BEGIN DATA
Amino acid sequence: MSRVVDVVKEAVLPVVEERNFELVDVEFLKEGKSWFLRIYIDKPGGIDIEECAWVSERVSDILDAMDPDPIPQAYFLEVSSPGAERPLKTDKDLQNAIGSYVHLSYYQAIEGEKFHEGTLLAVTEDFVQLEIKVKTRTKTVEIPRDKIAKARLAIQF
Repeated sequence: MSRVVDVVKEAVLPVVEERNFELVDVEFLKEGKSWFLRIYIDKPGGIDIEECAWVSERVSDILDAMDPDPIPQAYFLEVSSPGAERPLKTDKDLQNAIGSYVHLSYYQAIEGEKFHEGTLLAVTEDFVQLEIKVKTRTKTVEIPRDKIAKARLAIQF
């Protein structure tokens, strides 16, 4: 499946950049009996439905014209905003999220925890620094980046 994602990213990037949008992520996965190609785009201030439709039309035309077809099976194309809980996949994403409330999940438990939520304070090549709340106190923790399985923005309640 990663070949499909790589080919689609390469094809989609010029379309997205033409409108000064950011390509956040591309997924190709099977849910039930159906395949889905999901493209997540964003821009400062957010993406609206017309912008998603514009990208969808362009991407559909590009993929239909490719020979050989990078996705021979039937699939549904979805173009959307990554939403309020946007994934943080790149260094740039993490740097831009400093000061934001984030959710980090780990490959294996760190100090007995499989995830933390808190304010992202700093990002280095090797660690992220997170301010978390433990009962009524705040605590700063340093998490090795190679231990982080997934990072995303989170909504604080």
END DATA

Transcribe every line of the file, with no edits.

Amino acid sequence: MSRVVDVVKEAVLPVVEERNFELVDVEFLKEGKSWFLRIYIDKPGGIDIEECAWVSERVSDILDAMDPDPIPQAYFLEVSSPGAERPLKTDKDLQNAIGSYVHLSYYQAIEGEKFHEGTLLAVTEDFVQLEIKVKTRTKTVEIPRDKIAKARLAIQF
Repeated sequence: MSRVVDVVKEAVLPVVEERNFELVDVEFLKEGKSWFLRIYIDKPGGIDIEECAWVSERVSDILDAMDPDPIPQAYFLEVSSPGAERPLKTDKDLQNAIGSYVHLSYYQAIEGEKFHEGTLLAVTEDFVQLEIKVKTRTKTVEIPRDKIAKARLAIQF
């Protein structure tokens, strides 16, 4: 499946950049009996439905014209905003999220925890620094980046 994602990213990037949008992520996965190609785009201030439709039309035309077809099976194309809980996949994403409330999940438990939520304070090549709340106190923790399985923005309640 990663070949499909790589080919689609390469094809989609010029379309997205033409409108000064950011390509956040591309997924190709099977849910039930159906395949889905999901493209997540964003821009400062957010993406609206017309912008998603514009990208969808362009991407559909590009993929239909490719020979050989990078996705021979039937699939549904979805173009959307990554939403309020946007994934943080790149260094740039993490740097831009400093000061934001984030959710980090780990490959294996760190100090007995499989995830933390808190304010992202700093990002280095090797660690992220997170301010978390433990009962009524705040605590700063340093998490090795190679231990982080997934990072995303989170909504604080």